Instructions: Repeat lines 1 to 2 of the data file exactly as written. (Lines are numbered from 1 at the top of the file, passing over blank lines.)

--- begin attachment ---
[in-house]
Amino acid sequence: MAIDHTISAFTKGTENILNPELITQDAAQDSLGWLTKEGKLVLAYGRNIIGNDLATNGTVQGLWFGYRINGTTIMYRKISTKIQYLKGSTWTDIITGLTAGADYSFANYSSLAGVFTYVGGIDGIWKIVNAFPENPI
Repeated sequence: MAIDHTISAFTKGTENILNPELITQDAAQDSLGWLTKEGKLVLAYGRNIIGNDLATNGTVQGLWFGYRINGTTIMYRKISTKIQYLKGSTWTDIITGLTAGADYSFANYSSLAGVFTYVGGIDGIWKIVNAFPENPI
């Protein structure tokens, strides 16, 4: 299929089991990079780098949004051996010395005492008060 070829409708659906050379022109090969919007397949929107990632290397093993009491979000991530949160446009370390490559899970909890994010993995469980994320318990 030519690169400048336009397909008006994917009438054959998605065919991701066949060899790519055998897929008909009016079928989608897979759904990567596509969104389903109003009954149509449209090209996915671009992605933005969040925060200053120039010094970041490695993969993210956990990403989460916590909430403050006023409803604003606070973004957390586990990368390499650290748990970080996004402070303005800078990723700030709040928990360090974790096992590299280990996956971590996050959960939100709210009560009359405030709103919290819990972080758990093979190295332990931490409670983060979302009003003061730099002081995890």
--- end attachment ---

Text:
[in-house]
Amino acid sequence: MAIDHTISAFTKGTENILNPELITQDAAQDSLGWLTKEGKLVLAYGRNIIGNDLATNGTVQGLWFGYRINGTTIMYRKISTKIQYLKGSTWTDIITGLTAGADYSFANYSSLAGVFTYVGGIDGIWKIVNAFPENPI